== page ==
What he did have was a large backpack. One that his stepmother had helped to make. If he was traveling for days it allowed him to stretch his wings a bit more without anyone being able to see it. It wasn't as good as at night when he could actually be comfortable but it was better than when he didn't have a good excuse for a large bulge on his back. So he loosened the thick leather straps and pulled the backpack up. He then Returned the small iron key to the man tending the bar and walked outside. The bard was already there. He had a small mule. Not big enough to carry the bard but it held had several packs. That would make traveling considerably easier.
Jerome took the reins of the mule and wrapped it lightly around his belt. He then began to walk down the path. The mule followed and after a few second Stillon did the same. They went almost a quarter of a mile before the bard said, "You're lucky I'm the one who found you. There are still plenty of people who believe in the Aveen's treasure."
"I'm not sure what you mean," Stillon said, though of course he did. The rumors were that the Aveen had a secret treasure that had been gathered by every member of the race and hidden away in a secret city.
"I think you do. But you're probably smart not to trust me. You've been taught your entire life to be ashamed of what you are. But there is nothing to be ashamed of. Your people are different and perhaps that scares people but there is nothing wrong with being different."
"I've never found that to be true," Stillon said, remaining noncommittal.
"I believe there might be some Aveen living deep in the mountains. There are places in the mountains that are almost impossible for humans to reach. You might have found them yourself if you ever tried flying over the mountains. But I suspect you can't even fly."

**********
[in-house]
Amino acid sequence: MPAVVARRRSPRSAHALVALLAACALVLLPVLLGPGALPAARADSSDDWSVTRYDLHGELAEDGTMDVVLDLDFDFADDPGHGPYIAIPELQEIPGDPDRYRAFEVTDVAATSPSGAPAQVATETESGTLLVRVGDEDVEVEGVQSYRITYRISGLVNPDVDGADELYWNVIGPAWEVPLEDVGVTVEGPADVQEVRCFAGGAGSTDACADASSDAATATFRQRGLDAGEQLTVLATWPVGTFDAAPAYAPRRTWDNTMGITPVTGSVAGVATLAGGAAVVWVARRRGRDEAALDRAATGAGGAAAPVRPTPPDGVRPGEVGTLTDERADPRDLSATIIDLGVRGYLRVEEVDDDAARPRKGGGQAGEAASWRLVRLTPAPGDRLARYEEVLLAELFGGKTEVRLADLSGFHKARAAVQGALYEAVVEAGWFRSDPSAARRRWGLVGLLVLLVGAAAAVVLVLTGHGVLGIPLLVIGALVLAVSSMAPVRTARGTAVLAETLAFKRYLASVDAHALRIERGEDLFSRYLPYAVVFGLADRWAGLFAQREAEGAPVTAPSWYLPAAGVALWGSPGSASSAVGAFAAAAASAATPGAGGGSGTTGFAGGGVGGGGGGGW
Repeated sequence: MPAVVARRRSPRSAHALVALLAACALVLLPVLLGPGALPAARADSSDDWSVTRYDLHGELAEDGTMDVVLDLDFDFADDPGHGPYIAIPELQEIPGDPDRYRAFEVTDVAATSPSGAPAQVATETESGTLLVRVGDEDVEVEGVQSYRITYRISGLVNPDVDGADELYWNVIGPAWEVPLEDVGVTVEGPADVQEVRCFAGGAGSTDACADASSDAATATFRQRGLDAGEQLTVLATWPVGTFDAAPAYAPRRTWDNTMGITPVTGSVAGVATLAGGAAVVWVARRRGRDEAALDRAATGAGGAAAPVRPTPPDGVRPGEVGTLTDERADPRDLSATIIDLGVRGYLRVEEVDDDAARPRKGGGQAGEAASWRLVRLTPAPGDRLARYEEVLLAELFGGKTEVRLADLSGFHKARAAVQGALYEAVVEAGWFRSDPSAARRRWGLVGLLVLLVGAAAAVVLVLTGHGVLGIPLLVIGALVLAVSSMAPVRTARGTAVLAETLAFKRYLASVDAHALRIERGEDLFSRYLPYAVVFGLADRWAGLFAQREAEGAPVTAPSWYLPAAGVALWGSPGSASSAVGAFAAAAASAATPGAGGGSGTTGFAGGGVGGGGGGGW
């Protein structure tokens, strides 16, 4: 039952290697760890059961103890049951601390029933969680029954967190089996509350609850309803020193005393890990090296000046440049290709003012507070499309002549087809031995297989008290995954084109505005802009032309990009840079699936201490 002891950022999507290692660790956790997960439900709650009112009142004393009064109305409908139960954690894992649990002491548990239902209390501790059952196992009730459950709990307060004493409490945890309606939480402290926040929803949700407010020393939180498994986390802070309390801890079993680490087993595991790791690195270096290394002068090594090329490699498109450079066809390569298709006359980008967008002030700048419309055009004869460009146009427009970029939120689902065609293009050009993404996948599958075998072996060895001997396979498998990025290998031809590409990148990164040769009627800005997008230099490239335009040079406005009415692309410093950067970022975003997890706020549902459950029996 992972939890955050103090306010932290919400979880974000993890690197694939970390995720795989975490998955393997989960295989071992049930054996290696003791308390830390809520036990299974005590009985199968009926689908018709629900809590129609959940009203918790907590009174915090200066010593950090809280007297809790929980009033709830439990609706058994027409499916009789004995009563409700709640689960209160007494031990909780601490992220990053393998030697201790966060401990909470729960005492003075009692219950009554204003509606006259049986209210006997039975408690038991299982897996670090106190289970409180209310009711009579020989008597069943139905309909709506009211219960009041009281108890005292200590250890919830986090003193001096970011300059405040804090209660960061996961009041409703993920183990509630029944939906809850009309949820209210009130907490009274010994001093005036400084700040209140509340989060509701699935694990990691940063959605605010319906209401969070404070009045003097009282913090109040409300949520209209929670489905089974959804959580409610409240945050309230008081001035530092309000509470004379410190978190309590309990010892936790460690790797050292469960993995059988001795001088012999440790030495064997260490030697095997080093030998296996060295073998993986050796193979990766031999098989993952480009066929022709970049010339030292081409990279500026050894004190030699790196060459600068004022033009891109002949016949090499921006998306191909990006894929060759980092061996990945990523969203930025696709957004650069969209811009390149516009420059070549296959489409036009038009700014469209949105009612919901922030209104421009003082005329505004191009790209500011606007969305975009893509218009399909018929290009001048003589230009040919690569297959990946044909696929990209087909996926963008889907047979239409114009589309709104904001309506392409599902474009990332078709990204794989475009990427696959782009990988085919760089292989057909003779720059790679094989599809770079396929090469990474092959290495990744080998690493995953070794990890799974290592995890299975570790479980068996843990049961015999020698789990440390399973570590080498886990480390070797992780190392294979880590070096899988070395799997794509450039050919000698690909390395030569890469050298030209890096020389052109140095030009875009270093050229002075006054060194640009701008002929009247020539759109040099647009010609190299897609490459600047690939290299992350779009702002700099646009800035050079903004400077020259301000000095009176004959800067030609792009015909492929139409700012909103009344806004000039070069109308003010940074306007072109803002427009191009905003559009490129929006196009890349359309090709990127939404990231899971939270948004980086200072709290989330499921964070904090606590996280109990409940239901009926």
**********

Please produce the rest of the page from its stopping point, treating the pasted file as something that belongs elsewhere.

"And why would you help an Aveen?'
"I was on the wrong side of the last battle so when I saw the chance to fix something I decided to take it."
"You tried to help the Aveen during the purge?" Stillon asked. There had been humans who helped. His parents were two of them. They had hidden away the Aveen and even helped hatch eggs, but in the end all of their efforts had failed.
"It seems the game of secrets is starting again. Would you like to roll?" the bard said.
"We can skip the dice and I'll share if you will," Stillon said.
The bard tried to laugh, but it was a sad gruff sound. He said, "I was fourteen when the first plague hit. I was convinced, along with a lot of others, that the Aveen caused it. I was seventeen when the attacks started and I joined them. Some escaped but most didn't even try. They trusted us and we slaughtered them for that. But I hadn't joined the fight. I joined the hunting parties that looked for those who had escaped and I was good at it. That's how I spotted you."
Stillon almost ran, but Stillon wasn't strong enough to fly and on the ground almost any human could run faster than him.
"And now you're going after the treasure of the Aveen or at least one last bounty," he said.
"There are no more bounties. There is no point. Everyone thinks you're all dead. And even if the treasure isn't a myth you clearly have no idea where it is."
"Aren't you afraid of the plague?"
"There were never that many Aveen and lots of places got the plague where your people never went and it didn't stop after most of you were killed. It was an excuse. But by the time I figured that out I was an adult that was only good at one thing. So I continued long after I knew it was wrong."
"What changed your mind?"
"We found a town with about fifty Aveens. They were hiding and no threat to anyone. They barely left the town. My commander ordered us to simply start shooting crossbows. No one questioned the order but I saw the eggs and children. The adults could could have flown away but the children couldn't so they stayed and fought. Humans are faster on the ground than Aveen and much stronger."
"So you quit?"
"I didn't have to. So far as I knew those were the last Aveens. There were rumors from time to time but nothing more. That was when I changed careers. I began to learn the songs of your history as well as mine and from those songs I know where they would go if there were any Aveen left."
"I don't understand."